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Friday, November 05, 2021

"Rocky Top" is one of the most well-known bluegrass songs. It became popular when the Osborne Brothers released it in 1967. With the recent passing of Sonny Osborne, we wanted to honor him and show our appreciation for all that he contributed to the music we love.



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Bluegrass Superstar Sonny Osborne Dies

Regarded as one of the all-time great banjo stylists, he starred with brother Bobby on the Grand Ole Opry as well as on hit records such as "Rocky Top." The Osborne Brothers were named the CMA Vocal Group of the Year in 1971.

#1 | Posted by Corky at 2021-11-05 07:30 PM | Reply

Low Country

#2 | Posted by Corky at 2021-11-05 09:08 PM | Reply

Ugh. What a horrible song. Now do "Rock N Roll #2"

#3 | Posted by LegallyYourDead at 2021-11-05 11:38 PM | Reply


#4 | Posted by Corky at 2021-11-05 11:54 PM | Reply

Molly Tuttle and Billy Strings, "Sittin On Top Of The World,"

#5 | Posted by Corky at 2021-11-06 12:38 AM | Reply

The Osborne Brothers were pretty good, but, Earl Scruggs was the Godfather.

This is still the greatest instrumental banjo song ever.

"Foggy Mountain Breakdown"

#6 | Posted by shane at 2021-11-06 10:51 AM | Reply

Overrated: country music
Underrated: bluegrass music

#7 | Posted by NerfHerder at 2021-11-06 05:36 PM | Reply | Newsworthy 5

Rollin' in my sweet baby's arms

I wonder where you are tonight

#8 | Posted by snoofy at 2021-11-06 06:37 PM | Reply

The thing that interested me in the song is hearing it when it came out in a totally different genre from the "rock music" that was searching for it's identity almost everywhere else; Buffalo Springfield flirting with country, others with pop, rhythm and blues, jazz, rock and roll....

I was never a fan of country or crooners at that time, mostly folk and blues and then progressive and some hard rock.

But as the late 60's became the mid-seventies, I drove 18 wheelers around the country, summers to pay for fall and spring full time college classes. And I LOVED listening to bluegrass on small town radio stations across the South, and I never missed the chance of Cajun music and black church music, usually the same small stations, in Louisiana as I drove.

"Arnold Shultz, a black Ohio County musician who was a major influence on Bill Monroe, "the father of bluegrass music." Some music historians call him the "godfather of bluegrass."

too bad Shultz was never recorded

#9 | Posted by Corky at 2021-11-06 06:56 PM | Reply

One of those links I posted above playlisted into this one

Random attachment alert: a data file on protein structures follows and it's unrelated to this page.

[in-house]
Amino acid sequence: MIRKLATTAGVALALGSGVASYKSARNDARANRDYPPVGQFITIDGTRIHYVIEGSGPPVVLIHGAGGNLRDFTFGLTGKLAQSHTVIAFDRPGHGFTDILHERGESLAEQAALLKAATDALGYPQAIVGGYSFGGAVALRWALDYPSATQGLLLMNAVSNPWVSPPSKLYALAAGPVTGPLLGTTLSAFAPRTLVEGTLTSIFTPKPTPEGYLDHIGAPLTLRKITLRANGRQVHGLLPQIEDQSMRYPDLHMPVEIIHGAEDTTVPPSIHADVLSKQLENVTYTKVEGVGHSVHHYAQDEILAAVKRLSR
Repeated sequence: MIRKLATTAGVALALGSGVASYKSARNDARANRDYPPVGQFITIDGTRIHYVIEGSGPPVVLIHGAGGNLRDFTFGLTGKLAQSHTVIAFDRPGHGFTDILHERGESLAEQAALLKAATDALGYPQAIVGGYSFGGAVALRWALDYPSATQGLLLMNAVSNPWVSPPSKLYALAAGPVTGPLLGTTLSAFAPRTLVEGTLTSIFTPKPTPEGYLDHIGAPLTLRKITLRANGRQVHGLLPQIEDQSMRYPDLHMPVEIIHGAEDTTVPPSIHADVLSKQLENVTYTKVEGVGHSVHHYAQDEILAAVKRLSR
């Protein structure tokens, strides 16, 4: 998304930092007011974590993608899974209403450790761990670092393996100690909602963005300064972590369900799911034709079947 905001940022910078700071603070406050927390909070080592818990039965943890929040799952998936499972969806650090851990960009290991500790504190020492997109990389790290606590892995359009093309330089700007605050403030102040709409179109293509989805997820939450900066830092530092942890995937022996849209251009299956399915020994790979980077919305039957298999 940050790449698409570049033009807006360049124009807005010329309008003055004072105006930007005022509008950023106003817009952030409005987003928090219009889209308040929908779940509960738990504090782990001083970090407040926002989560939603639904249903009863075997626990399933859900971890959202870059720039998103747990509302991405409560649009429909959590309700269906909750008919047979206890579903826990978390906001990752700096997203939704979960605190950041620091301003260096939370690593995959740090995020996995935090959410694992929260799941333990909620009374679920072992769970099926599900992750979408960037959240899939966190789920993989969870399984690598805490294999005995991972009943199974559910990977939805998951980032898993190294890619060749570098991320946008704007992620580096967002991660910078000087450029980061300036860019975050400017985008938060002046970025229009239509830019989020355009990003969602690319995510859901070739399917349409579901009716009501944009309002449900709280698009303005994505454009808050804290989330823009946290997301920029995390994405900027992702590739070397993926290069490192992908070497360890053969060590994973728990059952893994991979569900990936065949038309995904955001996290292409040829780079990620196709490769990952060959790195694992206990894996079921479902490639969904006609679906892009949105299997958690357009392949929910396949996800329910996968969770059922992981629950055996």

Jimmy Martin Uncle Pen Days 2004 Bean Blossom

#10 | Posted by snoofy at 2021-11-06 07:39 PM | Reply

#9 Listening to small radio stations driving across America is one of the many rewards of driving across the country. Though I've only ever done that on my own time, and on my own dime. And on my last trip my radio was broken so I didn't get to do it, which was a bad choice on my part.

#11 | Posted by snoofy at 2021-11-06 07:42 PM | Reply

I was never much into bluegrass until I went to see the Steve Martin/Martin Short show a couple of years ago. They had a band with them (Steep Canyon Rangers?) that was absolutely on fire.

#12 | Posted by REDIAL at 2021-11-06 07:47 PM | Reply | Newsworthy 1

I tried to see Steep Canyon Rangers at a festival but the crowd was so thick presumably because of the Steve Martin thing that I just couldn't hack it.

#13 | Posted by snoofy at 2021-11-06 07:48 PM | Reply

new bluegrass

The SteelDrivers - Ghosts Of Mississippi (Official Audio)

Thunderstruck by Steve'n'Seagulls (LIVE)

billy strings is all the rage though, apparently

#14 | Posted by Corky at 2021-11-06 08:03 PM | Reply

and now for something completely different.... chillgrass

#15 | Posted by Corky at 2021-11-06 08:34 PM | Reply

#13 you missed out.

#16 | Posted by bruceaz at 2021-11-06 10:18 PM | Reply



#17 | Posted by et_al at 2021-11-06 10:21 PM | Reply

The drums are a steep barrier to entry for me, but thanks for sharing anyway!

#18 | Posted by snoofy at 2021-11-06 10:33 PM | Reply

If someone didn't tell me this was Chubby Checker, I would not have guessed in a million years

Goodbye Victoria

#19 | Posted by snoofy at 2021-11-06 10:35 PM | Reply


Yeah. That's definitely not the Twist...

I mimed this for 3rd grade class. That was my first cute teacher. She told us boys that we were, "rude, crude, and uncouth!".

My one shot at musical fame. Of course, he and a lot of other US artists got pushed off the radio and lost album sales because the Beatles and the general Brit Invasion.

I'd forgotten that the Moody Blues were as early as the Stones and released this in 1965...

#20 | Posted by Corky at 2021-11-06 10:57 PM | Reply

What a classic song of the South about murdering strangers who interfere with your drug operation.
Things haven't changed much.

#21 | Posted by TFDNihilist at 2021-11-07 12:25 PM | Reply

Another favorite banjo tune, Alan Munde with his melodic style playing:

"The No Yet Title Blues"

#22 | Posted by shane at 2021-11-08 09:17 AM | Reply

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